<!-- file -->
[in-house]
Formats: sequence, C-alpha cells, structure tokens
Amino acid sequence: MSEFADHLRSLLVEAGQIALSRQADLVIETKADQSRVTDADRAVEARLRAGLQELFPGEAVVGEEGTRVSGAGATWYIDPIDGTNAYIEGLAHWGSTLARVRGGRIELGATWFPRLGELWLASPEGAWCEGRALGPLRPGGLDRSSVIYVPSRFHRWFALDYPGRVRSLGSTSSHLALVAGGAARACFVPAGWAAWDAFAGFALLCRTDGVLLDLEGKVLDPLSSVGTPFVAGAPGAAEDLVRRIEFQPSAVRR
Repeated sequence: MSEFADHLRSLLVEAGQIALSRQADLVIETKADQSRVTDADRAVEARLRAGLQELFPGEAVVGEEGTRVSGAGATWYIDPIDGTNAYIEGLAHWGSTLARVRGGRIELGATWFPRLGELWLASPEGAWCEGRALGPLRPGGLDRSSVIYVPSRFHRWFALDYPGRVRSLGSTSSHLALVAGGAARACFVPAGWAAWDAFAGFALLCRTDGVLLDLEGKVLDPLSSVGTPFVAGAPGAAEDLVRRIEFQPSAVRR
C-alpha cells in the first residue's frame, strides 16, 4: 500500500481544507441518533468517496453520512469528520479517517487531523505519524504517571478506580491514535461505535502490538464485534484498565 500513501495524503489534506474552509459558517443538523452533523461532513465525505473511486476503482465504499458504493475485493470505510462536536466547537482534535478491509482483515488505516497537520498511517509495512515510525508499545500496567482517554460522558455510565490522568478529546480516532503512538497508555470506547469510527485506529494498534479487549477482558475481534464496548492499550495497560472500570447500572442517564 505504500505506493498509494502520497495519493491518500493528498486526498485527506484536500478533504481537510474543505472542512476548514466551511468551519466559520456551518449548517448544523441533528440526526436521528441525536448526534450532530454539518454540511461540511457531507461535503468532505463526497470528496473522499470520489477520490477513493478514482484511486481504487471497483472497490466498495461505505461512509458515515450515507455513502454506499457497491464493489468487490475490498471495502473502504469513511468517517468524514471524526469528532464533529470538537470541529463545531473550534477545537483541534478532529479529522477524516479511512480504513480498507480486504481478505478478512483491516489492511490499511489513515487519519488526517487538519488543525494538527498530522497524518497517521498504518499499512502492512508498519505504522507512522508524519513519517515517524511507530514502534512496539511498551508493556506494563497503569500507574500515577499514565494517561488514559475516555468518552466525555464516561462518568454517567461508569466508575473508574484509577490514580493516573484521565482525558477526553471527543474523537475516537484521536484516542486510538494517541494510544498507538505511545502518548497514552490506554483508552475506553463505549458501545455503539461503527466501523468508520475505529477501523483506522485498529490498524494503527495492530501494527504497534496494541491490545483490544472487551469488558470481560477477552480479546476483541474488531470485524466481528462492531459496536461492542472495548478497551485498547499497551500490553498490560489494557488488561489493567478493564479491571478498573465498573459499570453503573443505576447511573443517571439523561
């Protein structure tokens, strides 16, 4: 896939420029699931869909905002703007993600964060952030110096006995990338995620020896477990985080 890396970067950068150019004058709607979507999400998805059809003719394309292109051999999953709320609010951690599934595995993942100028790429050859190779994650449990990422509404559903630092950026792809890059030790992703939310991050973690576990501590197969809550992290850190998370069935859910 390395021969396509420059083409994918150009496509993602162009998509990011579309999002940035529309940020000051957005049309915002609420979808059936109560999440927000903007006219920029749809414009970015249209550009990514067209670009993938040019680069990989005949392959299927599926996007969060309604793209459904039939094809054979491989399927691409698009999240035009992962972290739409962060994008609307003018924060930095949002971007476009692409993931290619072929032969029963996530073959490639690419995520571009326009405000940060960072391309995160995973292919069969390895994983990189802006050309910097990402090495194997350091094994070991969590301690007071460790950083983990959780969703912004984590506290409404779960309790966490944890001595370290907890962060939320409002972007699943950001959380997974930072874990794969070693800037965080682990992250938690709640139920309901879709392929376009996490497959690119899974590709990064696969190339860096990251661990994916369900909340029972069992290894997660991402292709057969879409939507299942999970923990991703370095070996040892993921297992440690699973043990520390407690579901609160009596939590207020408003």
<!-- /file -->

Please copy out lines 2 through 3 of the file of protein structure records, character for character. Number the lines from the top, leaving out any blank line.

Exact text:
Formats: sequence, C-alpha cells, structure tokens
Amino acid sequence: MSEFADHLRSLLVEAGQIALSRQADLVIETKADQSRVTDADRAVEARLRAGLQELFPGEAVVGEEGTRVSGAGATWYIDPIDGTNAYIEGLAHWGSTLARVRGGRIELGATWFPRLGELWLASPEGAWCEGRALGPLRPGGLDRSSVIYVPSRFHRWFALDYPGRVRSLGSTSSHLALVAGGAARACFVPAGWAAWDAFAGFALLCRTDGVLLDLEGKVLDPLSSVGTPFVAGAPGAAEDLVRRIEFQPSAVRR